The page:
The thought process that I try to embed in Lean Service Design can be summed up in one word: Empathy! It is a major differentiator between the traditional process methodologies of Six Sigma, and I say this tongue–in-cheek, Lean. Seldom when you search (like never) the index of books on Design for Six Sigma, Lean Startup, Lean Product Development, Lean Services and Lean Design (the list goes on) will you find the words Empathy.
In Lean, you will find the words Respect for People which is rigorously applied by most Lean practitioners. However, it is typically applied from an internal viewpoint. I do not want to imply that it does not carry over externally (Customer Experience will mimic the Employee Experience) but seldom do I see it addressed. In healthcare, I believe you will see empathy addressed more than anywhere else at the moment, but I believe that discipline was built from a compassionate side to begin with. It was not guided by Lean as an enabler of empathy.
Developing products/services requires an organization to understand the emotional needs and difficulties of their prospects and customers. Our product/service development should be centered on understanding value in use (Service Dominant Logic). Most organizations struggle in their attempts as they evaluate seas of data often times masqueraded in a method called voice of customer. Often, it loses the personality of the customer. As a result, the tendency is to view development as product/service centric rather than customer/user centric.
The area of Empathy is very evident in Service Design and Design Thinking. A few more thoughts about this.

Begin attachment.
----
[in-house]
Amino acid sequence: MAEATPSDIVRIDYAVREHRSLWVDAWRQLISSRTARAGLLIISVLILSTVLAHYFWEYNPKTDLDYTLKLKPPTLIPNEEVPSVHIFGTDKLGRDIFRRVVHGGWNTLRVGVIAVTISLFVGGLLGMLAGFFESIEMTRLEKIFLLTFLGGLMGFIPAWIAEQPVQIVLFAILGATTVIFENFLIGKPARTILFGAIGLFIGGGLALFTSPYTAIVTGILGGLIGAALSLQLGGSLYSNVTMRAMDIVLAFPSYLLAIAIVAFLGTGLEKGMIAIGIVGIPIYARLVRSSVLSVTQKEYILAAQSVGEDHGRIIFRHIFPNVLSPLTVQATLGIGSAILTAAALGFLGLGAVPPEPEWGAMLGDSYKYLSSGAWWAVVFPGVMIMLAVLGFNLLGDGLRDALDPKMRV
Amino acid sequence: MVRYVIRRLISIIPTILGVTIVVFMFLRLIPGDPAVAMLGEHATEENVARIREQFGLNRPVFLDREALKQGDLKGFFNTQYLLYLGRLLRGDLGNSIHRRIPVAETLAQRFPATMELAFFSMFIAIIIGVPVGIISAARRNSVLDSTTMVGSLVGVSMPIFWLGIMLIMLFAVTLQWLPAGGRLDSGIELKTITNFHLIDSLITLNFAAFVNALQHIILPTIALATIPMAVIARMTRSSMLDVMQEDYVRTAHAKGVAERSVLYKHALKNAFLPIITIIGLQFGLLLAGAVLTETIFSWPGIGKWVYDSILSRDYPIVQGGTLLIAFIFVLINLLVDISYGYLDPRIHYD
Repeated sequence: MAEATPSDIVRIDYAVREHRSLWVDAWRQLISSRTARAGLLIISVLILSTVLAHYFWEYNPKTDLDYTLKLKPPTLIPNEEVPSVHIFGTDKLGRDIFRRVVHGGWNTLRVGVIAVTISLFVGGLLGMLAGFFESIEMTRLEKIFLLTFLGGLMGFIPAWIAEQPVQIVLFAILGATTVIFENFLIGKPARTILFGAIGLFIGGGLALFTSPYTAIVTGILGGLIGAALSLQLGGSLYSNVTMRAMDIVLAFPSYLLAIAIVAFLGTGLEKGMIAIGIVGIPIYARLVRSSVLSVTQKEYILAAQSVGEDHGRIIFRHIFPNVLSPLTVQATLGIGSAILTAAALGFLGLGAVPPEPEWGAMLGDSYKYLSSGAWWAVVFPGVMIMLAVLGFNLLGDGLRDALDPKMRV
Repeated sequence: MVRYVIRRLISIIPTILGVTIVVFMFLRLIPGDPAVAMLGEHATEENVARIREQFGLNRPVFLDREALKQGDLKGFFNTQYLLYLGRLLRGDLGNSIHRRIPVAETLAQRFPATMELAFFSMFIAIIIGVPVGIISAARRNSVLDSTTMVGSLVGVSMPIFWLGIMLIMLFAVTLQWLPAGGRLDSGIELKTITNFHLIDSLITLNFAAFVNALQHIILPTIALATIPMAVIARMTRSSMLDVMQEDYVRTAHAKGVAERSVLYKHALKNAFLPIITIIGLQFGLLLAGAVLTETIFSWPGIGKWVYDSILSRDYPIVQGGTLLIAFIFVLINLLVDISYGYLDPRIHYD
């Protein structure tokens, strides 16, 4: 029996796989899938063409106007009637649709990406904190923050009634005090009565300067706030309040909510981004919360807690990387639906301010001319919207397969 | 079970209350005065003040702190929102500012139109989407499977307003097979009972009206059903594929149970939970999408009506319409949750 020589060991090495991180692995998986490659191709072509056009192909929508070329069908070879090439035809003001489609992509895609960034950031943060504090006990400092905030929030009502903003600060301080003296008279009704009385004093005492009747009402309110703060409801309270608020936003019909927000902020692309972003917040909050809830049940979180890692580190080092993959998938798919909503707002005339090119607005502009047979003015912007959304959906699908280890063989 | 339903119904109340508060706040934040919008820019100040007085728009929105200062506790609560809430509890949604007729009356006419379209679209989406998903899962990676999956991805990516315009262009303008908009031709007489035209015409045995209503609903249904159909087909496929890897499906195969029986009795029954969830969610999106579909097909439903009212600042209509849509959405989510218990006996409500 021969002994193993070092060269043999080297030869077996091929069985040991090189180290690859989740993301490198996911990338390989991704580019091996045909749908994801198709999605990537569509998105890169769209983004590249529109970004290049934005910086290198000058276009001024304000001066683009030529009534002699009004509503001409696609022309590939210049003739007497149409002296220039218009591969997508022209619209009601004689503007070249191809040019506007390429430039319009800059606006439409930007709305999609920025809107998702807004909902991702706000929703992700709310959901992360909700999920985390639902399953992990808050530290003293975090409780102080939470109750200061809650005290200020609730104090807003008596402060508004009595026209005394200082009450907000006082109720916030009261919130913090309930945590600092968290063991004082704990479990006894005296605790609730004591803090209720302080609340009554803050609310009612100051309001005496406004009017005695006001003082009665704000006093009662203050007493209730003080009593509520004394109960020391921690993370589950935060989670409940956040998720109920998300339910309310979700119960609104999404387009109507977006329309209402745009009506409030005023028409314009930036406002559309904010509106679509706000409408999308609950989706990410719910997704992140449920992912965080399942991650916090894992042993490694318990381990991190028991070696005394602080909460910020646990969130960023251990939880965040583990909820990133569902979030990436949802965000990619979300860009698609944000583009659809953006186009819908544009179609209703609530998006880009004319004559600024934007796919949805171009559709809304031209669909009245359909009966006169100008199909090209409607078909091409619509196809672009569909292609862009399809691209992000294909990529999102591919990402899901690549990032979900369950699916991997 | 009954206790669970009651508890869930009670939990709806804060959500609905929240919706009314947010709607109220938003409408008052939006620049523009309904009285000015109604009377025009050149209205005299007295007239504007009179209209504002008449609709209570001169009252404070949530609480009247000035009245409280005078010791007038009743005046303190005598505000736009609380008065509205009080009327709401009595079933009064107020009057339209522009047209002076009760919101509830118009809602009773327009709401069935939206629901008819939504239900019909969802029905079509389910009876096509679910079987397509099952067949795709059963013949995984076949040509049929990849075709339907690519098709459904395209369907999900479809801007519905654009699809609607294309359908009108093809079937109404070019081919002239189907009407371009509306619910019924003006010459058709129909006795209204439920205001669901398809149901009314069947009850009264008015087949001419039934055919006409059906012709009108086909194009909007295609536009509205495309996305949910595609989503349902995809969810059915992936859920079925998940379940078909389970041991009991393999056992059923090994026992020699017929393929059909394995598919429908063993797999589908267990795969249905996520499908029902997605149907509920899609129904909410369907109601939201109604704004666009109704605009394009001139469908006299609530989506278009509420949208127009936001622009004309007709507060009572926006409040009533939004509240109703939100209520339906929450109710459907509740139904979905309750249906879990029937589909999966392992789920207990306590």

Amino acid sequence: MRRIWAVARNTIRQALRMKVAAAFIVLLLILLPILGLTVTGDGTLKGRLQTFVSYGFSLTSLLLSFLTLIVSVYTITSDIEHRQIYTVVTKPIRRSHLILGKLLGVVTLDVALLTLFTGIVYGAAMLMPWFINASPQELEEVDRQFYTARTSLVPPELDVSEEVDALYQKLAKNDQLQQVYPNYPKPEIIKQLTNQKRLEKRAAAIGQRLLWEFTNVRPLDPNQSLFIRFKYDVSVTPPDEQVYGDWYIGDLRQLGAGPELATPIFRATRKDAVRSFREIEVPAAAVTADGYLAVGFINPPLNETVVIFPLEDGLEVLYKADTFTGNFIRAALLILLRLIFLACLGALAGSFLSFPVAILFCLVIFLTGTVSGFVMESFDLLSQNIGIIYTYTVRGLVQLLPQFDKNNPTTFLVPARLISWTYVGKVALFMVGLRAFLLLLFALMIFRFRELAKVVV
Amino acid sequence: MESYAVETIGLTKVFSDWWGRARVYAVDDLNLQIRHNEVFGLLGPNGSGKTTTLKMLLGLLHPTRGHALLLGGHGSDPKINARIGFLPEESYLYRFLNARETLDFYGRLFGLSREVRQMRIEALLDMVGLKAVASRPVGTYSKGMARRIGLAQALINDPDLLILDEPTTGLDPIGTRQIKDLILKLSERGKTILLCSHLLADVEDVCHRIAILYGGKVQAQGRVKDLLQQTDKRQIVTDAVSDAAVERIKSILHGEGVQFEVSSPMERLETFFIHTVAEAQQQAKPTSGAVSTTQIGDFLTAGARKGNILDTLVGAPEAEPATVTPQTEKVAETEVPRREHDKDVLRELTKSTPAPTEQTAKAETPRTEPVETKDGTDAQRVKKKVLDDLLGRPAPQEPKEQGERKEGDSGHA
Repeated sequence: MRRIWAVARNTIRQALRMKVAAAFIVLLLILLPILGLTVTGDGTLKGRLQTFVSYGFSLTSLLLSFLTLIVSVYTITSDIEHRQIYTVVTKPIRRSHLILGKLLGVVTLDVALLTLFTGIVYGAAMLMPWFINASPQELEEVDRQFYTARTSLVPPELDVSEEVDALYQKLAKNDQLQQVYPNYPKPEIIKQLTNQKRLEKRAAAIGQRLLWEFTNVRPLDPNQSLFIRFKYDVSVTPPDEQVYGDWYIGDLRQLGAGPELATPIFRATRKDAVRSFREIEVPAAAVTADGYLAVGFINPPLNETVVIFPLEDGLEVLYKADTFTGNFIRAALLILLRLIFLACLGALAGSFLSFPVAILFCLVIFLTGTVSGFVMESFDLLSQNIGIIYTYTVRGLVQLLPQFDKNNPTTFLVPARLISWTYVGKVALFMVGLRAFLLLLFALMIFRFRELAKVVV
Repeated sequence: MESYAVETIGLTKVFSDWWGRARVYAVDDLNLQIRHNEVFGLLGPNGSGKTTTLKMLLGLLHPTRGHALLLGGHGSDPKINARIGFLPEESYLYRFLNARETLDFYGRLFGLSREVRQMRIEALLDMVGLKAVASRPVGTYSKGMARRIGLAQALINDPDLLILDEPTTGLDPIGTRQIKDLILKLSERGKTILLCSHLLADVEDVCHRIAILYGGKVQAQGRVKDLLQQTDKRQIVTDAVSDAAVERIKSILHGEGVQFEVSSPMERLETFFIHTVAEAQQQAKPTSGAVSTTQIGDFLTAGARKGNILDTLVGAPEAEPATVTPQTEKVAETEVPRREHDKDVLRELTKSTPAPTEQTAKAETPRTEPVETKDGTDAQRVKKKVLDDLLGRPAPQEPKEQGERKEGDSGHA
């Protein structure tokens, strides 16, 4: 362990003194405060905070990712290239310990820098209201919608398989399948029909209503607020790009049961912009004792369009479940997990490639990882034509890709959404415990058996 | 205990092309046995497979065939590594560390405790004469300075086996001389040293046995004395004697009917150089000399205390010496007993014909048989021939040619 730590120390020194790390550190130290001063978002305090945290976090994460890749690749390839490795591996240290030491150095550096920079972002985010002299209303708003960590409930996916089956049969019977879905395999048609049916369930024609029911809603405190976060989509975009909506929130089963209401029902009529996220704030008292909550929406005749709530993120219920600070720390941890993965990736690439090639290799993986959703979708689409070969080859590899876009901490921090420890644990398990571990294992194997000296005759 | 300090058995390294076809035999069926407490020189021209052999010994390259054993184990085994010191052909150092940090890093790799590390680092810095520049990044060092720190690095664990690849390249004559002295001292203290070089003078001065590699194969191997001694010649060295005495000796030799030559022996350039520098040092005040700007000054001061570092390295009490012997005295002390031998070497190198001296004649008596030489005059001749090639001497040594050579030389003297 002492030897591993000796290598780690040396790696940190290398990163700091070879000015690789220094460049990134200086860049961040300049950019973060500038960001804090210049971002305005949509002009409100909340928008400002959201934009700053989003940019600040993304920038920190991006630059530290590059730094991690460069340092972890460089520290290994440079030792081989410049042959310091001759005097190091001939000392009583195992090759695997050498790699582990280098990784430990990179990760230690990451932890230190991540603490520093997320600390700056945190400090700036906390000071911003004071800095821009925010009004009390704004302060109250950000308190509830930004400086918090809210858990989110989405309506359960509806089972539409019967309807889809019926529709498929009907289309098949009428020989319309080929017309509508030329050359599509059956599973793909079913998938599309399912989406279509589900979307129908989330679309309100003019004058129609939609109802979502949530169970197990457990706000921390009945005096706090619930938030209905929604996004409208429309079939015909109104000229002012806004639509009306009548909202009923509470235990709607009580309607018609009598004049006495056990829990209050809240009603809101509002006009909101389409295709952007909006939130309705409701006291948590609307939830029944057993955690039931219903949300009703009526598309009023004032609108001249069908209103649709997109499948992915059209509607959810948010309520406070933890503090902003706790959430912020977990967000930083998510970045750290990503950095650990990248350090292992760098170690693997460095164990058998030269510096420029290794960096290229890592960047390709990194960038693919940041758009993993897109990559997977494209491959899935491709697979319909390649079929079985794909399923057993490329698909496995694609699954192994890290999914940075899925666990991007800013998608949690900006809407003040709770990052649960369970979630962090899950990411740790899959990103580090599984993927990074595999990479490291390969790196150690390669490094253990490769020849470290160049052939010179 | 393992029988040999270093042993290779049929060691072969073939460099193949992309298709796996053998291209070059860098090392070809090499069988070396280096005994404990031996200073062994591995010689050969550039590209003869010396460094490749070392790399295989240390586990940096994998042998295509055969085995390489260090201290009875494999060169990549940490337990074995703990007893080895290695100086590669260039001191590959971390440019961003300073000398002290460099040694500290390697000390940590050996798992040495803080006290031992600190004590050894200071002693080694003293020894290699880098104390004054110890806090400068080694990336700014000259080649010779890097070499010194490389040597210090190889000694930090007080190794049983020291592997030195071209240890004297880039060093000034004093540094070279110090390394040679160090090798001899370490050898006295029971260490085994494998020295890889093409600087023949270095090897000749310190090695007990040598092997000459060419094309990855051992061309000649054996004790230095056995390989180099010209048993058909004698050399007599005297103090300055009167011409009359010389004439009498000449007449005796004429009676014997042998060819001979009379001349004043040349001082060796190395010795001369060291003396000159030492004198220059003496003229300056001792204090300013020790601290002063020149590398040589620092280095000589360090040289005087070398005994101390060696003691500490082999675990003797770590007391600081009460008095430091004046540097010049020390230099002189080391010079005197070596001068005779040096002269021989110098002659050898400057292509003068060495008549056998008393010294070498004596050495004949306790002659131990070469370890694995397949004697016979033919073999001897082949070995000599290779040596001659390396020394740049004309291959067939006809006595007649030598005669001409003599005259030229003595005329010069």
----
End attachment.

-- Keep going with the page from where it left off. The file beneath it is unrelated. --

The ‘Double Diamond’ Design Process Model (From the Design Council in the UK – a complete description of the process can be found here.)
Different designers manage the process of design in different ways. But when we studied the design process in eleven leading companies, we found striking similarities and shared approaches among the designers we talked to. In this section we show one way of mapping the design process, and give more detail on the key activities in each of the process’s four stages.
The double diamond diagram was developed through in-house research at the Design Council in 2005 as a simple graphical way of describing the design process.
Divided into four distinct phases, Discover, Define, Develop and Deliver, it maps the divergent and convergent stages of the design process, showing the different modes of thinking that designers use.
What I find intriguing about Design and specifically the double diamond is its similarity with the 4D process of Appreciative Inquiry.
- Discovery: What gives life?
- Dream: What might be?
- Design: What should be?
- Destiny: What will be?
I think the resemblance is not coincidental by any means. I think it is a direct reflection on how the Design process has moved development into the customer’s playground. Shaping positive outcomes is only done by understanding (which comes from empathy) the user of your product or service.
No longer, can we consider ourselves the experts. We may have more product knowledge but unless we understand how that can be applied and transferred to the use of the product (Service Dominant Logic) it will serve little purpose for the organization and the customer.
Shifting your organization from an internal Product/Service Development process to a Service Design/Design Thinking process may be assisted with a little Appreciative Inquiry training. Empathy is a more difficult process to acquire. Many will say it is a personality trait and much easier to hire than to change someone that has little.
A great starting point is a favorite book of mine on the role of empathy in business: Wired to Care: How Companies Prosper When They Create Widespread Empathy.
You may be interested in the Lean Service Design Trilogy Workshop